It’s that time again, and once more the world finds itself coiled in eager anticipation for the running of what will be the 67th edition of the Eurovision Song Contest. The world’s largest music competition by some margin, it has produced a raft of stars from amongst the ranks of its entries and helped existing legends enshrine their legacy within popular culture. This time around, oddschecker, which compares odds and offers on the tournament, has Sweden’s Loreen marked as an early favorite. But all initiates know that surprise upsets and shock reversals are as much the name of the game as pomp, glitter and power ballads where Eurovision is concerned.
To further stoke the flames of Eurovision fever, we’re going to take a rundown here of some of the contest’s most memorable and breakout acts from throughout its near 70 year history. Here we will uncover just how diverse its winning acts and songs can truly be.
Eurovision wears its LGBTQ+ advocacy on its sleeve, and nowhere was this more proudly celebrated than when Conchita Wurst, representing Austria, won the 2014 running of Eurovision with her magisterial ballad "Rise Like a Phoenix.”
Conchita Wurst is the drag stage persona of Austrian singer Thomas Neuwirth. In the years leading up to his historic Eurovision victory, Neuwirth had experienced some limited public exposure in his native country, most notably by appearing on the 2006 reality TV show “Starmania”, where he finished 2nd.
In 2011, following the break-up of the band Jetzt Anders!, Neuwirth decided to focus on pursuing a solo career and created Conchita Wurst as his drag persona to this aim. Wurst first attempted to qualify for Eurovision in 2012, and though this bid was unsuccessful, she made an impression with her powerful voice and captivating stage presence.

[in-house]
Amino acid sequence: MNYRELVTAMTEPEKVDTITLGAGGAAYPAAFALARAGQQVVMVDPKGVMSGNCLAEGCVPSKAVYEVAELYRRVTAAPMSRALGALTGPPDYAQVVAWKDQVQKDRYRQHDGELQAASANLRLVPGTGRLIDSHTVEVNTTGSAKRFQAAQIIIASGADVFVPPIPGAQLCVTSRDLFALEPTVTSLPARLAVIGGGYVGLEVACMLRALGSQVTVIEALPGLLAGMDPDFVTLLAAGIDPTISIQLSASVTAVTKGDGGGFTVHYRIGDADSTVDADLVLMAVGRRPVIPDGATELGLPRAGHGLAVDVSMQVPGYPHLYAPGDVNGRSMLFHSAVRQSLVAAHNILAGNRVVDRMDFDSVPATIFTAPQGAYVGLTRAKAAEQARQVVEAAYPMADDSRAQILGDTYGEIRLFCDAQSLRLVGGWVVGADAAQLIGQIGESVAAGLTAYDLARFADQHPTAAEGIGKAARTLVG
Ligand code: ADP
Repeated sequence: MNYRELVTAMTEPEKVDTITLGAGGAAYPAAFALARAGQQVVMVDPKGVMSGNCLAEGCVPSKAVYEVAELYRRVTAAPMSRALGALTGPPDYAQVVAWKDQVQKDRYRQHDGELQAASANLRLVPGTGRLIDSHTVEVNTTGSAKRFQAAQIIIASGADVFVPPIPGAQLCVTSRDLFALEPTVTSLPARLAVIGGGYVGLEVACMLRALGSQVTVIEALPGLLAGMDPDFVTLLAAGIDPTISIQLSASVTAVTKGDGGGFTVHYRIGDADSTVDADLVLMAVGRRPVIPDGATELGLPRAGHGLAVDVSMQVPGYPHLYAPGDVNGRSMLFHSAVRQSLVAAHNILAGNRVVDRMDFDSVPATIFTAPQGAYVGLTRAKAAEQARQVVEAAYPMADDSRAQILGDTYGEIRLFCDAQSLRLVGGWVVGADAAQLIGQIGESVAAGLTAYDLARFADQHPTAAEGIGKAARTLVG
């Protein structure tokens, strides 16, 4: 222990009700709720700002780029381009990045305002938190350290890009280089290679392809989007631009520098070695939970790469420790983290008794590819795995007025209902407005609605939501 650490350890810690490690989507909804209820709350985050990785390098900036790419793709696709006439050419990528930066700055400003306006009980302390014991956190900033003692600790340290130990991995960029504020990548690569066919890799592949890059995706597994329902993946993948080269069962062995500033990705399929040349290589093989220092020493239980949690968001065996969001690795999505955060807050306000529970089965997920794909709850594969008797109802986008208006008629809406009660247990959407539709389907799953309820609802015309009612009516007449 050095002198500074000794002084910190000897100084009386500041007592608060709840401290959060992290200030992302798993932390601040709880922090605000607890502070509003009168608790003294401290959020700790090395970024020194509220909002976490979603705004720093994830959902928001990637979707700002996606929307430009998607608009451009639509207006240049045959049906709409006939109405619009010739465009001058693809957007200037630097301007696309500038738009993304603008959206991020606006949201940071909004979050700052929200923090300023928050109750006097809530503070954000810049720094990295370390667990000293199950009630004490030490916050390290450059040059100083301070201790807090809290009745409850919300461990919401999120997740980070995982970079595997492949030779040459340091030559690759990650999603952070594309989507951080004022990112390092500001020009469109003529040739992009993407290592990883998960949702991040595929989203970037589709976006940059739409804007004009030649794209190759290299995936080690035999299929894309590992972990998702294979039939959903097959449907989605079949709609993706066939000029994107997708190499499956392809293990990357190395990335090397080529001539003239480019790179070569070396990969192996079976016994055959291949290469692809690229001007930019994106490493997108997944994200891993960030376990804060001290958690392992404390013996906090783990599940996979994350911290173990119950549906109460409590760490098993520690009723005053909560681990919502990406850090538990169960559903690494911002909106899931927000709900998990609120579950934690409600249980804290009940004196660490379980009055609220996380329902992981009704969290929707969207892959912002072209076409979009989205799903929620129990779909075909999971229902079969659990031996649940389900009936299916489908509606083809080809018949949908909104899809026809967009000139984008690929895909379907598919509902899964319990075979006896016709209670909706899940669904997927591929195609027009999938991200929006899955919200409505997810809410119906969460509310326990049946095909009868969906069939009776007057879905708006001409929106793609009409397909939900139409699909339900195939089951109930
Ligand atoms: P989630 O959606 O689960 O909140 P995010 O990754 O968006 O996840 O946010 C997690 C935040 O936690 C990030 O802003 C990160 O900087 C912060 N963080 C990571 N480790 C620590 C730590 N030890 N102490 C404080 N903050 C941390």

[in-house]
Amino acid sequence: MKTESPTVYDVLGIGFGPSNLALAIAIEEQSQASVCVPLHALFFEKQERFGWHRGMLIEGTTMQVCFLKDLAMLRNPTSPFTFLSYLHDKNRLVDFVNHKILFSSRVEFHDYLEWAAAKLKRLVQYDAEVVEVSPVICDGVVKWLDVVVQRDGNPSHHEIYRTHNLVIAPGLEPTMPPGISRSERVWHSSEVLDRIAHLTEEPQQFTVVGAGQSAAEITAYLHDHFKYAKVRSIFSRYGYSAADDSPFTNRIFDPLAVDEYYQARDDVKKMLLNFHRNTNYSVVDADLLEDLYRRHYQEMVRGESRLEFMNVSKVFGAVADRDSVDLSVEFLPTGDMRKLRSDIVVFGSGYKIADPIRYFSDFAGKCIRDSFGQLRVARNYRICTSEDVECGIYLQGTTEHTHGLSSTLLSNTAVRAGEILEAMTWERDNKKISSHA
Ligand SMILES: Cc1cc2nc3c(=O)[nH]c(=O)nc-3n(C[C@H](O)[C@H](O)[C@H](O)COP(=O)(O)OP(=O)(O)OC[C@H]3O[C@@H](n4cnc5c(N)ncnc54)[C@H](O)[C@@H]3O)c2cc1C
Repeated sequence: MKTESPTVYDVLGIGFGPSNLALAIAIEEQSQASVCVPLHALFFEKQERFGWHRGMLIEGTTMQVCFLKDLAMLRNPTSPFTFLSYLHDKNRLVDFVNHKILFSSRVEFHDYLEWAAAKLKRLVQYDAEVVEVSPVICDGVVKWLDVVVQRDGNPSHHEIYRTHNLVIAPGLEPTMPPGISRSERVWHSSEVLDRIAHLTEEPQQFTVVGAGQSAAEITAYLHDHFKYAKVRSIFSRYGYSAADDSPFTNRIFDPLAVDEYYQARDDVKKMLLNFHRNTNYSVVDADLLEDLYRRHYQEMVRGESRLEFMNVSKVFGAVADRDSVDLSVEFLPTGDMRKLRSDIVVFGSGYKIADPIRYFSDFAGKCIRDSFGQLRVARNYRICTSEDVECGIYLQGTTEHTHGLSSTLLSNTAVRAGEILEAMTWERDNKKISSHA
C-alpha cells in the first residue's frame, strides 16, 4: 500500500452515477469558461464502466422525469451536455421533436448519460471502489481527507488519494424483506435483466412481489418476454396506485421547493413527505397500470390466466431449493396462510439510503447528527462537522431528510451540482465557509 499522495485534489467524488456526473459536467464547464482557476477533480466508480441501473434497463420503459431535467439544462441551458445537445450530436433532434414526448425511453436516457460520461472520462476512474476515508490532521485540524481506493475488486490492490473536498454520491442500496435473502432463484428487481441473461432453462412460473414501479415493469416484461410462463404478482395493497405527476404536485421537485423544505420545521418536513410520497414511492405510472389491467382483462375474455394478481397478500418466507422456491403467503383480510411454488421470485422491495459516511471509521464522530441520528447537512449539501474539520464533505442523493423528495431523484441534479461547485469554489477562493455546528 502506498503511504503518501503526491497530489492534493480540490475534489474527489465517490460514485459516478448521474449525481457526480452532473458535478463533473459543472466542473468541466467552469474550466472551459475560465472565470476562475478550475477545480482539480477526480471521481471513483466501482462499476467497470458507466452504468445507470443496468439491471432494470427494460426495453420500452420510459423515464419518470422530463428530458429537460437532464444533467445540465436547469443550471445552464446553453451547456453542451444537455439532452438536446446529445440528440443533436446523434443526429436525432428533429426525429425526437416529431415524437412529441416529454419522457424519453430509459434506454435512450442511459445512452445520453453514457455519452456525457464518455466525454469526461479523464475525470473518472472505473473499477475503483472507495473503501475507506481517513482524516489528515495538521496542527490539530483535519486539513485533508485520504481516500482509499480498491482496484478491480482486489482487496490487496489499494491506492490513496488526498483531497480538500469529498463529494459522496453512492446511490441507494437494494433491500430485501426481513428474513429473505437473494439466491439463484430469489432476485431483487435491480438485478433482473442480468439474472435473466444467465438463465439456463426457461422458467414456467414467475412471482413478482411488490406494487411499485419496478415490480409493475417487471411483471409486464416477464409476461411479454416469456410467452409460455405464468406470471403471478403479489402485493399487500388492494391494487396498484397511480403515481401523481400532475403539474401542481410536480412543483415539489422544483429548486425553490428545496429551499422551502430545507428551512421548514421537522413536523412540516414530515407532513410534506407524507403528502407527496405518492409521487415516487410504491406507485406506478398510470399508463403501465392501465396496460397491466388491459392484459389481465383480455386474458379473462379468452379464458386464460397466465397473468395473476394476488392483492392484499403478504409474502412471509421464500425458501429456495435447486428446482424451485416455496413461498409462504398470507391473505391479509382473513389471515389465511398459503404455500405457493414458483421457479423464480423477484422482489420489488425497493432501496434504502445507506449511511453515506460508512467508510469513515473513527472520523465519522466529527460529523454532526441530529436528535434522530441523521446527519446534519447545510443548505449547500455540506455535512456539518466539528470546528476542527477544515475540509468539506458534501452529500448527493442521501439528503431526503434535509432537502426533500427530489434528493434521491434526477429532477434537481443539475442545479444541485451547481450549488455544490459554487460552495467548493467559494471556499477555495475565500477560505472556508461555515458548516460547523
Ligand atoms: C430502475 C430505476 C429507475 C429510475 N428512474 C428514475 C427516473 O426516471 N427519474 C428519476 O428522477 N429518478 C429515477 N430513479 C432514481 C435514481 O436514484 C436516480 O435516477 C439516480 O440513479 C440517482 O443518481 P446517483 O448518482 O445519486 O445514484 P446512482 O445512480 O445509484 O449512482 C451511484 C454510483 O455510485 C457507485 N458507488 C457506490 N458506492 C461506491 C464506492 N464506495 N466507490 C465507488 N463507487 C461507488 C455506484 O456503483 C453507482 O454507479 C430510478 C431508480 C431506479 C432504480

Following Conchita’s barn-storming 290 point win of the 2014 competition, Wurst released a self-titled album in 2015 that reached No. 1 in Austria. Wurst has sought to use her platform to advocate and promote LGBTQ+ causes, appearing as an ambassador before the European Parliament and United Nations in this capacity.
Most recently, Neuwirth has begun to focus on more electronic music under the WURST moniker; this is evidenced in both 2019’s album "Truth Over Magnitude" and its follow up, 2020’s "T.O.M."
Italian-born Domenico Modugno established himself as one of the most promising up-and-coming singer-songwriters in the country in the 1950s, and achieved mainstream success there after first performing "Nel blu dipinto di blu" at the 1958 Sanremo Music Festival.
This promptly led to him – and this song – receiving selection for Eurovision that year as Italy’s representative, in which he placed third. In spite of failing to take the top prize, the song became an international breakout hit that resulted in some 22 million copies sold, and Modugno to become a household name.